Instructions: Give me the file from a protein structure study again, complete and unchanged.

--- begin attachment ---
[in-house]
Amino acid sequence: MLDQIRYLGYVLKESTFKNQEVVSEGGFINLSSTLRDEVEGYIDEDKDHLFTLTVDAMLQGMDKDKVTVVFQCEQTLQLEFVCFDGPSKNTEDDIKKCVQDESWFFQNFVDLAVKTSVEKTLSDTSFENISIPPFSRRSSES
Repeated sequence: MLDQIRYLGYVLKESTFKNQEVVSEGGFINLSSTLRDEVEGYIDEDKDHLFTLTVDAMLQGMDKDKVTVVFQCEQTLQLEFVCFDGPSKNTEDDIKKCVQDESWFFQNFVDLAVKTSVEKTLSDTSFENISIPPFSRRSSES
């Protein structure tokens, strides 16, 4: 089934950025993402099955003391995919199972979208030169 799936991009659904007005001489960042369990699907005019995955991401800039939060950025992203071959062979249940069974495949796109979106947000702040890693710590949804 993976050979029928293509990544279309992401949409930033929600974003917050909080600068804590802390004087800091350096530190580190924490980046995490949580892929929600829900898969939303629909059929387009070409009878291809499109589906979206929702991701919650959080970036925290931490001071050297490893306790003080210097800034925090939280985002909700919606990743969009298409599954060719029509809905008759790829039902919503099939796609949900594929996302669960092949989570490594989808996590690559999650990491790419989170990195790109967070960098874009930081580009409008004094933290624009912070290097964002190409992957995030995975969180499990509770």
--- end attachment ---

[in-house]
Amino acid sequence: MLDQIRYLGYVLKESTFKNQEVVSEGGFINLSSTLRDEVEGYIDEDKDHLFTLTVDAMLQGMDKDKVTVVFQCEQTLQLEFVCFDGPSKNTEDDIKKCVQDESWFFQNFVDLAVKTSVEKTLSDTSFENISIPPFSRRSSES
Repeated sequence: MLDQIRYLGYVLKESTFKNQEVVSEGGFINLSSTLRDEVEGYIDEDKDHLFTLTVDAMLQGMDKDKVTVVFQCEQTLQLEFVCFDGPSKNTEDDIKKCVQDESWFFQNFVDLAVKTSVEKTLSDTSFENISIPPFSRRSSES
């Protein structure tokens, strides 16, 4: 089934950025993402099955003391995919199972979208030169 799936991009659904007005001489960042369990699907005019995955991401800039939060950025992203071959062979249940069974495949796109979106947000702040890693710590949804 993976050979029928293509990544279309992401949409930033929600974003917050909080600068804590802390004087800091350096530190580190924490980046995490949580892929929600829900898969939303629909059929387009070409009878291809499109589906979206929702991701919650959080970036925290931490001071050297490893306790003080210097800034925090939280985002909700919606990743969009298409599954060719029509809905008759790829039902919503099939796609949900594929996302669960092949989570490594989808996590690559999650990491790419989170990195790109967070960098874009930081580009409008004094933290624009912070290097964002190409992957995030995975969180499990509770």